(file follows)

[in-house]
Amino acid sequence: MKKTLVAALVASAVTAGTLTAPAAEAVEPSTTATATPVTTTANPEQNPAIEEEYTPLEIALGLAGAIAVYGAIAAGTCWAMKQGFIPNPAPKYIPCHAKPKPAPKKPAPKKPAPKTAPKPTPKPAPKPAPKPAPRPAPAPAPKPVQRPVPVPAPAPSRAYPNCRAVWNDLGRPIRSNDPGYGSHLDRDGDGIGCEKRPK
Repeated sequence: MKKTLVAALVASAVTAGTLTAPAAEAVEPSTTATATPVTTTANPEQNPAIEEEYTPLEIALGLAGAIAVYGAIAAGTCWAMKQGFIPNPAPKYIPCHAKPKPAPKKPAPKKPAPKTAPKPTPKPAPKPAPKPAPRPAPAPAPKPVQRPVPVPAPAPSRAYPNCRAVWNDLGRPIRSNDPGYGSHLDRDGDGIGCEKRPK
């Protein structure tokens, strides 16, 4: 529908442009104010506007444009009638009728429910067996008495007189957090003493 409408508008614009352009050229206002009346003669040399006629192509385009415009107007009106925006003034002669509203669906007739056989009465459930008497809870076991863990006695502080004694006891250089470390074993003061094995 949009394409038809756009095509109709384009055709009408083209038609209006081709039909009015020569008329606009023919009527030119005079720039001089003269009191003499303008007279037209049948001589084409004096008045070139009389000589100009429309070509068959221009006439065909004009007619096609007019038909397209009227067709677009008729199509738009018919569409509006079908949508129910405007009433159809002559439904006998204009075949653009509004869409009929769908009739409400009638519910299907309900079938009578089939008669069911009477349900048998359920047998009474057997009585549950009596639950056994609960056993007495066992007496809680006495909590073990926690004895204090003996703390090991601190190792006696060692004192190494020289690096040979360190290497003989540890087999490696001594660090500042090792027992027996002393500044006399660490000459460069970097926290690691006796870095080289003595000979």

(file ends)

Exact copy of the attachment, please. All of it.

[in-house]
Amino acid sequence: MKKTLVAALVASAVTAGTLTAPAAEAVEPSTTATATPVTTTANPEQNPAIEEEYTPLEIALGLAGAIAVYGAIAAGTCWAMKQGFIPNPAPKYIPCHAKPKPAPKKPAPKKPAPKTAPKPTPKPAPKPAPKPAPRPAPAPAPKPVQRPVPVPAPAPSRAYPNCRAVWNDLGRPIRSNDPGYGSHLDRDGDGIGCEKRPK
Repeated sequence: MKKTLVAALVASAVTAGTLTAPAAEAVEPSTTATATPVTTTANPEQNPAIEEEYTPLEIALGLAGAIAVYGAIAAGTCWAMKQGFIPNPAPKYIPCHAKPKPAPKKPAPKKPAPKTAPKPTPKPAPKPAPKPAPRPAPAPAPKPVQRPVPVPAPAPSRAYPNCRAVWNDLGRPIRSNDPGYGSHLDRDGDGIGCEKRPK
């Protein structure tokens, strides 16, 4: 529908442009104010506007444009009638009728429910067996008495007189957090003493 409408508008614009352009050229206002009346003669040399006629192509385009415009107007009106925006003034002669509203669906007739056989009465459930008497809870076991863990006695502080004694006891250089470390074993003061094995 949009394409038809756009095509109709384009055709009408083209038609209006081709039909009015020569008329606009023919009527030119005079720039001089003269009191003499303008007279037209049948001589084409004096008045070139009389000589100009429309070509068959221009006439065909004009007619096609007019038909397209009227067709677009008729199509738009018919569409509006079908949508129910405007009433159809002559439904006998204009075949653009509004869409009929769908009739409400009638519910299907309900079938009578089939008669069911009477349900048998359920047998009474057997009585549950009596639950056994609960056993007495066992007496809680006495909590073990926690004895204090003996703390090991601190190792006696060692004192190494020289690096040979360190290497003989540890087999490696001594660090500042090792027992027996002393500044006399660490000459460069970097926290690691006796870095080289003595000979």